April 6, 2011 - Updated on January 20, 2016

Internet user freed on bail pending trial on subversion charge

Reporters Without Borders welcomes Internet user Vikas Mavhudzi’s release on bail on 31 March by the high court of the southwestern city of Bulawayo. Pending his trial, for which no date has yet been set, he is forbidden to travel more than 40 km out of Bulawayo.

The press freedom organization urges the authorities to withdraw the subversion charge that was brought against him. He was arrested on 24 February for posting a message about Egypt’s revolution on Prime Minister Morgan Tsvangirai’s Facebook page.
Facebook user jailed for message supporting Arab revolutions


Reporters Without Borders condemns Internet user Vikas Mavhudzi’s detention for the past month on a charge of advocating the government’s overthrow in a message he posted on Prime Minister Morgan Tsvangirai’s Facebook page. He is to remain in prison until his trial, for which no date has yet been set.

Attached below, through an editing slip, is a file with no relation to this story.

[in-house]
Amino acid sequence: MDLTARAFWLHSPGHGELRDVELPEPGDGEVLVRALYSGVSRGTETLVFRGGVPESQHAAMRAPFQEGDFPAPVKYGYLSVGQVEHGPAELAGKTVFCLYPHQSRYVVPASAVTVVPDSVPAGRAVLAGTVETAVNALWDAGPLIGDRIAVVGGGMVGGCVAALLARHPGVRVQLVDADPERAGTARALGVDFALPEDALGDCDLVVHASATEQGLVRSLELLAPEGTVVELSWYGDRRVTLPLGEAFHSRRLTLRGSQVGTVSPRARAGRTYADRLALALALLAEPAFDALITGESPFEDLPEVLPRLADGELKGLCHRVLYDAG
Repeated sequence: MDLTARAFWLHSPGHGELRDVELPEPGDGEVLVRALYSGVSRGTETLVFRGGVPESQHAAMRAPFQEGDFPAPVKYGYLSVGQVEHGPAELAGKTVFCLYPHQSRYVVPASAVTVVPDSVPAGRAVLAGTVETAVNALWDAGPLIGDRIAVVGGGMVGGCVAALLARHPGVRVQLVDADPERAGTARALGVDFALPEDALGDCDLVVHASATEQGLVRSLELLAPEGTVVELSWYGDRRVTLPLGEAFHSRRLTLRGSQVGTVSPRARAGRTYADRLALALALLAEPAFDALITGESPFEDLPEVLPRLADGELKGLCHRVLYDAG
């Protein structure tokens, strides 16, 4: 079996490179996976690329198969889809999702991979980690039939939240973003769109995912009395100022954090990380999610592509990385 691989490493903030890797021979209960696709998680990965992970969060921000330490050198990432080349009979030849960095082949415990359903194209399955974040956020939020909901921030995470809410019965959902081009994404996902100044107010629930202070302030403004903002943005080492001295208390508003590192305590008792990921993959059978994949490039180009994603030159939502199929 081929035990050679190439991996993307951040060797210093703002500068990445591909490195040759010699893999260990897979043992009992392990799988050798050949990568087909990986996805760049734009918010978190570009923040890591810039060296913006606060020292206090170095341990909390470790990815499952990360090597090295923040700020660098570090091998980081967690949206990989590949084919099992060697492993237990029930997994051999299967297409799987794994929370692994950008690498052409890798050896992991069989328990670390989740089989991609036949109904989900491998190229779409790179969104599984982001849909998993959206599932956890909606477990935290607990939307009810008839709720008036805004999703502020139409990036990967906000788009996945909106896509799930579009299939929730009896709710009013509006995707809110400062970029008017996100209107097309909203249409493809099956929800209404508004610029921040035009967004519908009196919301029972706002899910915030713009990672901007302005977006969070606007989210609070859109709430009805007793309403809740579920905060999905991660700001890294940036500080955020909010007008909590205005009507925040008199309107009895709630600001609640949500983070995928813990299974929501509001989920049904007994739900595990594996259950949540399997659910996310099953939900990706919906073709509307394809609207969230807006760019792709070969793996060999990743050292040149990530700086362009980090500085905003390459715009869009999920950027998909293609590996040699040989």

Mavhudzi, 39, posted a message highlighting the impact of Egypt’s revolution and indicating his support for peaceful protests. “I am overwhelmed,” the message said. “What happened in Egypt is sending shockwaves to dictators around the world. No weapon but unity of purpose worth emulating, hey.”

Mavhudzi was arrested on 24 February in the southwestern city of Bulawayo, where a judge refused to release him on bail on the grounds that he posed a threat to public safety. He has appealed to the High Court.

Reporters Without Borders calls for his immediate release and the withdrawal of the charges against him.

The authorities in Zimbabwe, like those in Equatorial Guinea and Sudan, have clearly been shaken by the scale of the unrest in the Arab world and are being extremely vigilant about content circulating online and inside the country.

A total of 45 government opponents including Munyaradzi Gwisai, the head of a group called the International Socialist Organization, were arrested on treason charges on 19 February for watching video footage of the Egyptian protests at a public meeting. They have been freed pending trial but are still facing a possible death sentence.